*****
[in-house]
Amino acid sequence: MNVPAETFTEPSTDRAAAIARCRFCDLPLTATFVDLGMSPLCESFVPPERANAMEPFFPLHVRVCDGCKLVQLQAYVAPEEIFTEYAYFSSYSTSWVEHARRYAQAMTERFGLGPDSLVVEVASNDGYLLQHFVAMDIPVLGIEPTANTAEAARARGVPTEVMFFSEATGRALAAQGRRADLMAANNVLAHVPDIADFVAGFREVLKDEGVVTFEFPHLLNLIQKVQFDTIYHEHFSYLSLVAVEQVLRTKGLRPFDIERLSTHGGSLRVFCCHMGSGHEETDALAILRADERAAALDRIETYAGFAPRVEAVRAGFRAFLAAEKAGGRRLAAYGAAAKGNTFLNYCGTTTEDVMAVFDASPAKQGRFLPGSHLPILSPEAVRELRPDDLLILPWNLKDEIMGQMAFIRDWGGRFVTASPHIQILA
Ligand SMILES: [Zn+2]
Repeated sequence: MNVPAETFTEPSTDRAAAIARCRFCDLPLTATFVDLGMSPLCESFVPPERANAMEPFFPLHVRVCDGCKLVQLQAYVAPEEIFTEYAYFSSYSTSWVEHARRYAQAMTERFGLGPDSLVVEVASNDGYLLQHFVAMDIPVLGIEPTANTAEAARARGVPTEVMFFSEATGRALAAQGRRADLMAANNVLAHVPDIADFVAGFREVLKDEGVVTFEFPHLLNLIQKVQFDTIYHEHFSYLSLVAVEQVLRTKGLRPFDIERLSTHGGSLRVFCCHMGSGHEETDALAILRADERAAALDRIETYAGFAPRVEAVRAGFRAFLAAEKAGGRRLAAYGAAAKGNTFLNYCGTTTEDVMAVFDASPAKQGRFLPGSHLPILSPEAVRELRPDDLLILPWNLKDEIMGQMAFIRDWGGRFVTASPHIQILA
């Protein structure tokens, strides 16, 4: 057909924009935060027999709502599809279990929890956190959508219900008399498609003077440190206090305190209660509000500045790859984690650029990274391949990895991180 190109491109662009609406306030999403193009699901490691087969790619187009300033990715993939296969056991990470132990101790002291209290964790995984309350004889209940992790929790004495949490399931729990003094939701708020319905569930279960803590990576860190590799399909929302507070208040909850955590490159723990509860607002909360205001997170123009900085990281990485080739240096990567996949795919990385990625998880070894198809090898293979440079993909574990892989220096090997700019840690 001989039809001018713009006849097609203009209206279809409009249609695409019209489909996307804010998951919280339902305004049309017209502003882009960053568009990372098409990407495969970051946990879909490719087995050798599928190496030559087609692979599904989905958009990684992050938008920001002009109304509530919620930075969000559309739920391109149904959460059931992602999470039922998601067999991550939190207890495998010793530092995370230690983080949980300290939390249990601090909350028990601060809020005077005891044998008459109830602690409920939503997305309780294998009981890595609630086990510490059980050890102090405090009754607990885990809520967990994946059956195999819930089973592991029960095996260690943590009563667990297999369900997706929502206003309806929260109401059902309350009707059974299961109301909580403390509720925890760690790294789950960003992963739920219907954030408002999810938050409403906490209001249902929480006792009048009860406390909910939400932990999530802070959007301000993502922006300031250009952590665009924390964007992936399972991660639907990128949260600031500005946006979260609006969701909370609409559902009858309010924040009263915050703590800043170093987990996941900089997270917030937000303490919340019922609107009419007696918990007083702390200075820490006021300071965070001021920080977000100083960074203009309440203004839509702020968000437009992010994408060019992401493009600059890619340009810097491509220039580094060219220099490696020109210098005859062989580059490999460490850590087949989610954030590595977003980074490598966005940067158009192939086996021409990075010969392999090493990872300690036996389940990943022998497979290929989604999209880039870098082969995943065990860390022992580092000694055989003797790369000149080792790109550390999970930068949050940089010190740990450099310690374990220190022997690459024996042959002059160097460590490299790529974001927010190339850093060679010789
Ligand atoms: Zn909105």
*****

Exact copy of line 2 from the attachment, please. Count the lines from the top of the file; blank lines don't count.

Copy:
Amino acid sequence: MNVPAETFTEPSTDRAAAIARCRFCDLPLTATFVDLGMSPLCESFVPPERANAMEPFFPLHVRVCDGCKLVQLQAYVAPEEIFTEYAYFSSYSTSWVEHARRYAQAMTERFGLGPDSLVVEVASNDGYLLQHFVAMDIPVLGIEPTANTAEAARARGVPTEVMFFSEATGRALAAQGRRADLMAANNVLAHVPDIADFVAGFREVLKDEGVVTFEFPHLLNLIQKVQFDTIYHEHFSYLSLVAVEQVLRTKGLRPFDIERLSTHGGSLRVFCCHMGSGHEETDALAILRADERAAALDRIETYAGFAPRVEAVRAGFRAFLAAEKAGGRRLAAYGAAAKGNTFLNYCGTTTEDVMAVFDASPAKQGRFLPGSHLPILSPEAVRELRPDDLLILPWNLKDEIMGQMAFIRDWGGRFVTASPHIQILA